GOGC reported US$ 136.1mn revenue in 1H18, down 18.0% y/y. Drop in gas sales (-12.9% y/y to 766 mmcm), mostly driven by reduced gas demand for power generation, was the major reason behind the 15.0% y/y decrease of gas sales revenue to US$ 89.1mn. Electricity sales, which made up 24.5% of total revenue in 1H18, shrank 14.7% y/y to US$ 33.4mn due to electricity balance specifics. The pipeline rental revenue sharply declined to US$ 8.8mn (-47.2% y/y). This was caused by replacing the volume-based pricing with a fixed monthly fee of GEL 3.5mn according to the modification of the pipeline rental agreement between GOGC and the state-owned operator of the gas pipeline system (Georgian Gas Transportation Company) in Sep-2017. Revenue from the sale of crude oil dropped 52.3% y/y to US$ 0.9mn in the reporting period. Oil transportation revenue was the only revenue category in the green, up 7.2% to US$ 4.2mn.

1H18 operating expenses were down 8.3% y/y to US$ 113.9mn as cost of gas dropped 12.3% y/y. Due to lower gas consumption, gas volumes purchased by GOGC’s decreased 13.7% y/y in 1H and this combined with a 6.5% y/y increase in average gas purchase price caused cost of gas sold to drop by 10.3% y/y to US$ 83.8mn (87.6% of the total gas costs). The cost of gas used in electricity generation also dropped 24.0% y/y to US$ 11.9mn due to the reduced demand on gas from Gardabani I. Other expenses, accounting for 4.2% of the total, almost doubled reaching US$ 4.8mn, driven by the increased costs for banking, consulting and other professional services.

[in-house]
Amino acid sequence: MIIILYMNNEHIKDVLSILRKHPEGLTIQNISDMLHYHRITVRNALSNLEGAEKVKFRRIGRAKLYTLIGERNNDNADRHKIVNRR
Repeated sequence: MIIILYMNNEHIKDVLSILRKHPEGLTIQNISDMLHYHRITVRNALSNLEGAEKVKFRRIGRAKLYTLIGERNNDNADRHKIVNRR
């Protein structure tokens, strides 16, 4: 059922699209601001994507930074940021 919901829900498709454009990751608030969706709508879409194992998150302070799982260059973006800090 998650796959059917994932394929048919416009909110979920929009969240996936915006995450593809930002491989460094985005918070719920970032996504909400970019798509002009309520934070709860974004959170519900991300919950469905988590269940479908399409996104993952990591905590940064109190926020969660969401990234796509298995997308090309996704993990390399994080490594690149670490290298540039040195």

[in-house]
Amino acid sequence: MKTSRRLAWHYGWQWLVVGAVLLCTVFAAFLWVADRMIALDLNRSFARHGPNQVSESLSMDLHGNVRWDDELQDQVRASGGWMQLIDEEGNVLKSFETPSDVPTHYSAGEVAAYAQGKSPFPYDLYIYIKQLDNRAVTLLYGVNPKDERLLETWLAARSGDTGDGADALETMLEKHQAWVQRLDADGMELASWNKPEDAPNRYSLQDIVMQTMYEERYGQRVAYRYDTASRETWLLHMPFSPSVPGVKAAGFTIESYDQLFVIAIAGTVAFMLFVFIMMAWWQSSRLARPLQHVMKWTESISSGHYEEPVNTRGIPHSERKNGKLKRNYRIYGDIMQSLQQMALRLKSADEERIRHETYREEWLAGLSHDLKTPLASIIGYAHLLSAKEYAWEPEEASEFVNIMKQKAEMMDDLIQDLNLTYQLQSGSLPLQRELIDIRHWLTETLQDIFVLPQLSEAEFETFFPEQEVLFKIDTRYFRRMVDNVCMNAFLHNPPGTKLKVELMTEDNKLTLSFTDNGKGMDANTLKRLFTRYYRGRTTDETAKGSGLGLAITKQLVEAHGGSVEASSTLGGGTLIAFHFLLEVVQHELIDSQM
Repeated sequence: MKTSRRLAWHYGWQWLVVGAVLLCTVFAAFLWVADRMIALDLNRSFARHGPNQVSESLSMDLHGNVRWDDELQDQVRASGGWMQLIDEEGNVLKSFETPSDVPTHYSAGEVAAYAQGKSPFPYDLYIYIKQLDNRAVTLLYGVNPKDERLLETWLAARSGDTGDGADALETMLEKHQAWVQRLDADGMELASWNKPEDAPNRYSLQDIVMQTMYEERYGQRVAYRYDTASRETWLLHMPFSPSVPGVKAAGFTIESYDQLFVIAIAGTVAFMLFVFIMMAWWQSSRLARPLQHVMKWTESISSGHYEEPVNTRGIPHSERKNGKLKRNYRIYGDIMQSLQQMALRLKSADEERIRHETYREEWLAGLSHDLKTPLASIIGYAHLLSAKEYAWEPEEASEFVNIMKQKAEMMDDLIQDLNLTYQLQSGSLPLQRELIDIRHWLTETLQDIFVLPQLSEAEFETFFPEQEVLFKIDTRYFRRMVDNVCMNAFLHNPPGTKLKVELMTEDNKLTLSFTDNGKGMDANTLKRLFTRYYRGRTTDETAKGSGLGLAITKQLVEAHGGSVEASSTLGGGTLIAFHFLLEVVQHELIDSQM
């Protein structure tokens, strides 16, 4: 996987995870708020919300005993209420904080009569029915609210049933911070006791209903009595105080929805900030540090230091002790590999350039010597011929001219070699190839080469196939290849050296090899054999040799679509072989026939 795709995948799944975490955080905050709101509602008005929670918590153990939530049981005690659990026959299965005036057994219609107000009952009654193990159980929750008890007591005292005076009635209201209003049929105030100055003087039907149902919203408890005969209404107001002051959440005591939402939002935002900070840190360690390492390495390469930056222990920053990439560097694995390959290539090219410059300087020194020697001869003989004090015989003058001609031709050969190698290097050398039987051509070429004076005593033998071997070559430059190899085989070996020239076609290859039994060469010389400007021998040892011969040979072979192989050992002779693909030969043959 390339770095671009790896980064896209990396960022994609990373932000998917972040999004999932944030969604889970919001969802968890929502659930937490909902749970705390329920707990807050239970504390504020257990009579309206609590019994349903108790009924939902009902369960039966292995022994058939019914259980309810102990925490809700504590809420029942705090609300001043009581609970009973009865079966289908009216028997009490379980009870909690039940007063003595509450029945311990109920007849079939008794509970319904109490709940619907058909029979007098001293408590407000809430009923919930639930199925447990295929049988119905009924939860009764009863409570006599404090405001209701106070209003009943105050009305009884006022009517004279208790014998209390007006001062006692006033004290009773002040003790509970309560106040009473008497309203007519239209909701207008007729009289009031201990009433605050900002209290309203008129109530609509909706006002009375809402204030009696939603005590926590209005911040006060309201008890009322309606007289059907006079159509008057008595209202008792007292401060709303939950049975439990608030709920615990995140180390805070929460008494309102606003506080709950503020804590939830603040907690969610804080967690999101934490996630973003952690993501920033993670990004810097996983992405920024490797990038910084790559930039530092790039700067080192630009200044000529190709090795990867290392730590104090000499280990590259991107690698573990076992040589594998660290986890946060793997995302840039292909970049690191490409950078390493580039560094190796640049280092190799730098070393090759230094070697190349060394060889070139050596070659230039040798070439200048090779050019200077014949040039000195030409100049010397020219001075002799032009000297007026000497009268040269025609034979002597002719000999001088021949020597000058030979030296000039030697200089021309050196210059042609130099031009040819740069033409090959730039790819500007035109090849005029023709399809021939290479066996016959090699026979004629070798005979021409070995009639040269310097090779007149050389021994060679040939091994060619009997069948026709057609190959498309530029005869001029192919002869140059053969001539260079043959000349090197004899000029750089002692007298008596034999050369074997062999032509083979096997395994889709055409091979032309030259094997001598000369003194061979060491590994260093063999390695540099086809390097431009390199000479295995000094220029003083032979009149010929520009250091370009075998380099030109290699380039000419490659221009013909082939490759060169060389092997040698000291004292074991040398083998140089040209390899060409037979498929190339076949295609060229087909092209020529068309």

On the back of the decreased revenue, 1H18 adjusted EBITDA dropped 39.8% y/y to US$ 30.0m. As a result, the adjusted EBITDA margin contracted from 30.1% in 1H17 to 22.1% in 1H18. The FX gain was down 40.0% y/y to US$ 11.2mn as GEL’s appreciation against USD was 5.4% in 1H18 vs. 9.1% in 1H17. A US$ 0.9m income was received from GOGC’s 49.9% shares in Kartli Wind Power Station in 1H18.  All of the above contributed to the 41.1% y/y decrease in net income to US$ 37.8mn.

Operating cash flow was at US$ 27.4mn in 1H18, compared to US$ 37.3mn in 1H17. In 1H18 GOGC’s operating cash flow was reduced by US$ 2.6mn due to interest payment on a US$ 26.0mn 2-year loan facility, borrowed in 2017. Construction of Gardabani II CCPP is on track, with US$ 46.2mn or c.30% of total already invested in 1H18. GOGC plans to invest additional US$ 74.0mn in 2H18, while the remaining portion (US$ 50mn) will be spent in 2019.


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Regional Fixed Income Market Watch | Aug 2018

20 Sept, 2018

Highlights

  • Real GDP growth in the US was revised up to an annualized 4.2% y/y (second estimate) from an annualized 4.1% y/y (advance estimate) in 2Q18. In August 2018, unemployment rate was unchanged at 3.9%. Turkey’s economy grew by 5.2% y/y in 2Q18 after growing 7.3% y/y in 1Q18.
  • Based on rapid estimates, in July 2018, economic growth came in at 11.1% y/y in Armenia, 4.6% y/y in Georgia, 3.8% y/y in Kazakhstan, and 2.8% y/y in Russia. In 7M18, real GDP growth was 4.4% y/y in Belarus and 0.2% y/y in Azerbaijan.
  • In August 2018, annual inflation in the US was 2.7% down from 2.9% in previous month. Based on the Eurostat flash estimate, annual inflation in EU19 was 2.0% in August 2018 down from 2.1% in July 2018.
  • In August 2018, annual inflation was close to the target level in Georgia (3.1%), Russia (3.1%) and Armenia (3.3%); inflation was within the target range in Kazakhstan (6.0%), and above the target in Ukraine (9.0%) and Turkey (17.9%); inflation was 2.0% in Azerbaijan.